With the Fox Cities Exhibition Center set to open in fall, the Fox Cities Convention and Visitors Bureau has a lot to celebrate, but that doesn’t mean it’s time to rest.
Pam Seidl, executive director of the FCCVB, has no intention of that. On the organization’s wish list: larger attractions, a more bike- and pedestrian-friendly community, increased domestic and international flight options, greater access to public WI-FI and more sports venues, particularly ones that offer winter and early-spring options.
Bill Geist, the keynote speaker at the FCCVB Tourism Breakfast, would agree with that strategy. He says the Fox Cities is ahead of the curve when it comes to tourism; however, “now is not the time to take your foot off the gas.”
In cultivating an attractive destination, Geist, chief instigator at Zeitgeist Consulting, encourages communities to “start with why.” This is a reference to author and motivational speaker Simon Sinek’s popular book with that title.
“The best corporations, in his research, are the ones that don’t start with what they’re going to do, they start with why they’re going to do it,” Geist says.
To illustrate his example, Geist contrasts Dell, which builds great computers, with late Apple co-founder and CEO Steve Jobs, who wanted to change the world. Jobs, Geist says, started with why. He let that drive the “how” of building “elegant, easy-to-use machines” and the “what” of selling iPhones and iPads.
People are lot more likely to say yes when you start with why, Geist says, and organizations like the FCCVB should employ a similar strategy, first identifying objectives like enhancing quality of life and bringing in new revenue.
“It’s not just heads in beds,” he says. “We fill rooms by all the things we do to welcome people to the Fox Cities.”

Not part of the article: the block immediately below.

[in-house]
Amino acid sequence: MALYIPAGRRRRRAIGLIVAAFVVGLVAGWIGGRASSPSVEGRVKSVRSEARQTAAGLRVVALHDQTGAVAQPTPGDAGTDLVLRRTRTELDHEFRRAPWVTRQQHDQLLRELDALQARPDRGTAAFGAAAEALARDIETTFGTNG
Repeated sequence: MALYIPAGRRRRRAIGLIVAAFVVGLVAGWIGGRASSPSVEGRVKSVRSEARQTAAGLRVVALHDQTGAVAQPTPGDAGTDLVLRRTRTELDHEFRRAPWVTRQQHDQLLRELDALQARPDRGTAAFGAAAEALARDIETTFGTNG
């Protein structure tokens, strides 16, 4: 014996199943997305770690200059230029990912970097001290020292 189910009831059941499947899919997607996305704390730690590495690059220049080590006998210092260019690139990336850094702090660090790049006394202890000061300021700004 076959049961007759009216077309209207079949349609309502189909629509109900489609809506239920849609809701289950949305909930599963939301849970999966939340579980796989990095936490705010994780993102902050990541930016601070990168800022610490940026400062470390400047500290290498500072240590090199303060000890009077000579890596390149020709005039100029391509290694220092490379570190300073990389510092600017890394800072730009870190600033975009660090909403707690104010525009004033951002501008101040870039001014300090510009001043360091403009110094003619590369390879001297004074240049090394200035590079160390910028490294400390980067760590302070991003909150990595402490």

Tourism, Geist says, is also key in drawing new residents to the community. To woo sought-after millennials to settle in the region, we need to get them to visit first. Once people come, he says, they start to see themselves here.
Geist says millennials are the most mobile generation in history, but by their 30s, most are ready to settle in a place. It’s vital to get them to visit here when they’re still in their 20s or the area won’t make it into consideration. “We want to be on that list,” he says. “We have to be on that list.”
The visit is essential, Geist says, and it leads to a place where people want to live and work. This leads to attracting businesses, which in turn generates more visitors.
When the region does bring those visitors, Geist says, it’s important to pay attention to details like focusing on customer service and keeping facilities updated.
In the end, though, Geist advocates for building with the community’s needs in mind. “You don’t build a destination by building it for the visitor,” he says. “You build it for yourself, and then with an eye to how cool you can make it, they will come running because it will attract them.”